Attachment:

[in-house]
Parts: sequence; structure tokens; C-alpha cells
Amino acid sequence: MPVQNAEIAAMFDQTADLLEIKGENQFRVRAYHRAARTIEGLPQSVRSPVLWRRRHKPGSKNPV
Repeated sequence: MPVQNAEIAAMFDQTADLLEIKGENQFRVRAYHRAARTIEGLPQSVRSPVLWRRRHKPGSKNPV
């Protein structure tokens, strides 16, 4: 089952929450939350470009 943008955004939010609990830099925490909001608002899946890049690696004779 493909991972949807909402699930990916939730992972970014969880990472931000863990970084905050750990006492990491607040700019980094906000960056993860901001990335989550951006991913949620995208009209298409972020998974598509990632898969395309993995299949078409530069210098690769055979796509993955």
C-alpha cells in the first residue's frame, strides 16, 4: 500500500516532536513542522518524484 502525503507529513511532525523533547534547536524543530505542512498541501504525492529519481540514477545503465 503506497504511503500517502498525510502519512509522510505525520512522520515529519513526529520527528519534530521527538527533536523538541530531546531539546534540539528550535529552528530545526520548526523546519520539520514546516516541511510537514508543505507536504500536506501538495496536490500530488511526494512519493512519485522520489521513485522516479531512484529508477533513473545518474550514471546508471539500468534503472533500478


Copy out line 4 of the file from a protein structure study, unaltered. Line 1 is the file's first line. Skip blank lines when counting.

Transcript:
Repeated sequence: MPVQNAEIAAMFDQTADLLEIKGENQFRVRAYHRAARTIEGLPQSVRSPVLWRRRHKPGSKNPV